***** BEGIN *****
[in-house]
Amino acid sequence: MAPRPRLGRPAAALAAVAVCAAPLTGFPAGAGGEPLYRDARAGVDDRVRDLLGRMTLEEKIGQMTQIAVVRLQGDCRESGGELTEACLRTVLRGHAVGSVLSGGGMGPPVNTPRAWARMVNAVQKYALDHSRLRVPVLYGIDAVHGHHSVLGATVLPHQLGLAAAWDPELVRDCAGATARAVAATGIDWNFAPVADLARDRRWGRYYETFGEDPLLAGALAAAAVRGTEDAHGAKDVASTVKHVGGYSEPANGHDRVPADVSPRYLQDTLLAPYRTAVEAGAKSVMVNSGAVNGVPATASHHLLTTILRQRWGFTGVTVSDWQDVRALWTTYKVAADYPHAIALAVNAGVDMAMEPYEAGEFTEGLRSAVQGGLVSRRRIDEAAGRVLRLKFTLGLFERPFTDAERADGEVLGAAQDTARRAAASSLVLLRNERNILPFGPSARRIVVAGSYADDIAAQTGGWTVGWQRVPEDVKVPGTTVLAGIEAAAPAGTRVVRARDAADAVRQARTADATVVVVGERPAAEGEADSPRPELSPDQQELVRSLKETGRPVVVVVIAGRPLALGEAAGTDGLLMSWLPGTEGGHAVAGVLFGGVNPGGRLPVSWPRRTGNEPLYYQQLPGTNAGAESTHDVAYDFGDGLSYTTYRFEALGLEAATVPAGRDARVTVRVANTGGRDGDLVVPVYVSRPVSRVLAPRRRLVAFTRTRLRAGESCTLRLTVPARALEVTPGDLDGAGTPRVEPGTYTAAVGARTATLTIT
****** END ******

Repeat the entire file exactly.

[in-house]
Amino acid sequence: MAPRPRLGRPAAALAAVAVCAAPLTGFPAGAGGEPLYRDARAGVDDRVRDLLGRMTLEEKIGQMTQIAVVRLQGDCRESGGELTEACLRTVLRGHAVGSVLSGGGMGPPVNTPRAWARMVNAVQKYALDHSRLRVPVLYGIDAVHGHHSVLGATVLPHQLGLAAAWDPELVRDCAGATARAVAATGIDWNFAPVADLARDRRWGRYYETFGEDPLLAGALAAAAVRGTEDAHGAKDVASTVKHVGGYSEPANGHDRVPADVSPRYLQDTLLAPYRTAVEAGAKSVMVNSGAVNGVPATASHHLLTTILRQRWGFTGVTVSDWQDVRALWTTYKVAADYPHAIALAVNAGVDMAMEPYEAGEFTEGLRSAVQGGLVSRRRIDEAAGRVLRLKFTLGLFERPFTDAERADGEVLGAAQDTARRAAASSLVLLRNERNILPFGPSARRIVVAGSYADDIAAQTGGWTVGWQRVPEDVKVPGTTVLAGIEAAAPAGTRVVRARDAADAVRQARTADATVVVVGERPAAEGEADSPRPELSPDQQELVRSLKETGRPVVVVVIAGRPLALGEAAGTDGLLMSWLPGTEGGHAVAGVLFGGVNPGGRLPVSWPRRTGNEPLYYQQLPGTNAGAESTHDVAYDFGDGLSYTTYRFEALGLEAATVPAGRDARVTVRVANTGGRDGDLVVPVYVSRPVSRVLAPRRRLVAFTRTRLRAGESCTLRLTVPARALEVTPGDLDGAGTPRVEPGTYTAAVGARTATLTIT